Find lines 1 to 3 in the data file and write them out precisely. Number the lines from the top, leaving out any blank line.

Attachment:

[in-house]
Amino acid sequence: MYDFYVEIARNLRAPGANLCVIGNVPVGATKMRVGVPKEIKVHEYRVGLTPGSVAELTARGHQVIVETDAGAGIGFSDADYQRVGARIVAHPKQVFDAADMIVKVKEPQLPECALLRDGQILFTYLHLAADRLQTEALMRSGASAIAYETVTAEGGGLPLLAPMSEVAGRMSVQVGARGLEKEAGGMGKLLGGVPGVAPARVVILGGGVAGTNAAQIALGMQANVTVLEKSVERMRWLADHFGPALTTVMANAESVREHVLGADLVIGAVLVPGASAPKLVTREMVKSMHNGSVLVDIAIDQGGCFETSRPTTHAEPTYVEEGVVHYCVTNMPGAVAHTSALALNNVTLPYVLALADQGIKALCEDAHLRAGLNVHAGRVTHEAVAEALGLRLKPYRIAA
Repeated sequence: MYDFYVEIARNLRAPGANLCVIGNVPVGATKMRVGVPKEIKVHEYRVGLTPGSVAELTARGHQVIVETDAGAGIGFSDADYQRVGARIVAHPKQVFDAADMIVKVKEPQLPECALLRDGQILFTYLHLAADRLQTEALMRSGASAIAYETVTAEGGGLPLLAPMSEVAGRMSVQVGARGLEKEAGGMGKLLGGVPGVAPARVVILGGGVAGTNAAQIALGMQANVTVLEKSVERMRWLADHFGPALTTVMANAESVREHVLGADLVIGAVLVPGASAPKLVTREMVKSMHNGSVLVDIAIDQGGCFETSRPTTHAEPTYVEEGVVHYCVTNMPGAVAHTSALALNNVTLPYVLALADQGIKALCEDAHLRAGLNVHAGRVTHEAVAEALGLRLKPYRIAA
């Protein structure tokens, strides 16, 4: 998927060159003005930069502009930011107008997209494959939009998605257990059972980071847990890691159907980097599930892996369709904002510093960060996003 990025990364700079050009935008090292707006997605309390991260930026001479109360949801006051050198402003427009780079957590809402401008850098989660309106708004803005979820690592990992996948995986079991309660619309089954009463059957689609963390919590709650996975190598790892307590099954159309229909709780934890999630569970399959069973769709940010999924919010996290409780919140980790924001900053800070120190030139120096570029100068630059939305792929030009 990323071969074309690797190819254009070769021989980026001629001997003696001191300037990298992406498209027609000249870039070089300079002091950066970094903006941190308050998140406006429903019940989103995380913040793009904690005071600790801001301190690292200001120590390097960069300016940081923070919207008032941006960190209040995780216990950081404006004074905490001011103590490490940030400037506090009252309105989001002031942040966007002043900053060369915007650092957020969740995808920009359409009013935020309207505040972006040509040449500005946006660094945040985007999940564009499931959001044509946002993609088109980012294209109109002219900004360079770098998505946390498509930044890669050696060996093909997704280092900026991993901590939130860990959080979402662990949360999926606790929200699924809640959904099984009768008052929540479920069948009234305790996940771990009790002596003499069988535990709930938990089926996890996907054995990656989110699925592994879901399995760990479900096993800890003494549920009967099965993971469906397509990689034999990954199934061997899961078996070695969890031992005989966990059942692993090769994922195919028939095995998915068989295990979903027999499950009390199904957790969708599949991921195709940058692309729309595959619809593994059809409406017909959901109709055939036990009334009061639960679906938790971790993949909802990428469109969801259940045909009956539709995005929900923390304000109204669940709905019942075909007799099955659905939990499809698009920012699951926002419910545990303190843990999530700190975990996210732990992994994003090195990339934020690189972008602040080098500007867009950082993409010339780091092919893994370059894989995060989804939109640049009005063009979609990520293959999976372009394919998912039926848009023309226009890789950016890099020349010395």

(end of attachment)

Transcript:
[in-house]
Amino acid sequence: MYDFYVEIARNLRAPGANLCVIGNVPVGATKMRVGVPKEIKVHEYRVGLTPGSVAELTARGHQVIVETDAGAGIGFSDADYQRVGARIVAHPKQVFDAADMIVKVKEPQLPECALLRDGQILFTYLHLAADRLQTEALMRSGASAIAYETVTAEGGGLPLLAPMSEVAGRMSVQVGARGLEKEAGGMGKLLGGVPGVAPARVVILGGGVAGTNAAQIALGMQANVTVLEKSVERMRWLADHFGPALTTVMANAESVREHVLGADLVIGAVLVPGASAPKLVTREMVKSMHNGSVLVDIAIDQGGCFETSRPTTHAEPTYVEEGVVHYCVTNMPGAVAHTSALALNNVTLPYVLALADQGIKALCEDAHLRAGLNVHAGRVTHEAVAEALGLRLKPYRIAA
Repeated sequence: MYDFYVEIARNLRAPGANLCVIGNVPVGATKMRVGVPKEIKVHEYRVGLTPGSVAELTARGHQVIVETDAGAGIGFSDADYQRVGARIVAHPKQVFDAADMIVKVKEPQLPECALLRDGQILFTYLHLAADRLQTEALMRSGASAIAYETVTAEGGGLPLLAPMSEVAGRMSVQVGARGLEKEAGGMGKLLGGVPGVAPARVVILGGGVAGTNAAQIALGMQANVTVLEKSVERMRWLADHFGPALTTVMANAESVREHVLGADLVIGAVLVPGASAPKLVTREMVKSMHNGSVLVDIAIDQGGCFETSRPTTHAEPTYVEEGVVHYCVTNMPGAVAHTSALALNNVTLPYVLALADQGIKALCEDAHLRAGLNVHAGRVTHEAVAEALGLRLKPYRIAA